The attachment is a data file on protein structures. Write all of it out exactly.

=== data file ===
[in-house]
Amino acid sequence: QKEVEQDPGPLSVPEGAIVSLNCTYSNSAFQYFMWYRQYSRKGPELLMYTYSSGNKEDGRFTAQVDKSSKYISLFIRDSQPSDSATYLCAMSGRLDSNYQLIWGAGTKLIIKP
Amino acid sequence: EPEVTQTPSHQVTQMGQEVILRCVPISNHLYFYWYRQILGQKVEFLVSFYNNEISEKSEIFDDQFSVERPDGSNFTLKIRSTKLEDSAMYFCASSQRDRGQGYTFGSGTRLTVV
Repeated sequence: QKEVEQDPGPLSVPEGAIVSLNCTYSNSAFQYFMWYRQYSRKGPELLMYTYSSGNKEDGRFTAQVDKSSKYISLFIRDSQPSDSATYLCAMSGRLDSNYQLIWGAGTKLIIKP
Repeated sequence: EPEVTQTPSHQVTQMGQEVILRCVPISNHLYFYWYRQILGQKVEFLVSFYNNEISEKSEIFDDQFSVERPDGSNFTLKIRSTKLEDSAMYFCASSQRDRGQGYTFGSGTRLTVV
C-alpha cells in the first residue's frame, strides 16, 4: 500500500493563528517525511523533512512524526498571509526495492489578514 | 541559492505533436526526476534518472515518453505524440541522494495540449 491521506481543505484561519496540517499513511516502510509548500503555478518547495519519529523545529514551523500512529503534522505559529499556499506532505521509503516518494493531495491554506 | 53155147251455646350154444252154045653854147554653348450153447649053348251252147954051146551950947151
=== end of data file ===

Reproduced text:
[in-house]
Amino acid sequence: QKEVEQDPGPLSVPEGAIVSLNCTYSNSAFQYFMWYRQYSRKGPELLMYTYSSGNKEDGRFTAQVDKSSKYISLFIRDSQPSDSATYLCAMSGRLDSNYQLIWGAGTKLIIKP
Amino acid sequence: EPEVTQTPSHQVTQMGQEVILRCVPISNHLYFYWYRQILGQKVEFLVSFYNNEISEKSEIFDDQFSVERPDGSNFTLKIRSTKLEDSAMYFCASSQRDRGQGYTFGSGTRLTVV
Repeated sequence: QKEVEQDPGPLSVPEGAIVSLNCTYSNSAFQYFMWYRQYSRKGPELLMYTYSSGNKEDGRFTAQVDKSSKYISLFIRDSQPSDSATYLCAMSGRLDSNYQLIWGAGTKLIIKP
Repeated sequence: EPEVTQTPSHQVTQMGQEVILRCVPISNHLYFYWYRQILGQKVEFLVSFYNNEISEKSEIFDDQFSVERPDGSNFTLKIRSTKLEDSAMYFCASSQRDRGQGYTFGSGTRLTVV
C-alpha cells in the first residue's frame, strides 16, 4: 500500500493563528517525511523533512512524526498571509526495492489578514 | 541559492505533436526526476534518472515518453505524440541522494495540449 491521506481543505484561519496540517499513511516502510509548500503555478518547495519519529523545529514551523500512529503534522505559529499556499506532505521509503516518494493531495491554506 | 53155147251455646350154444252154045653854147554653348450153447649053348251252147954051146551950947151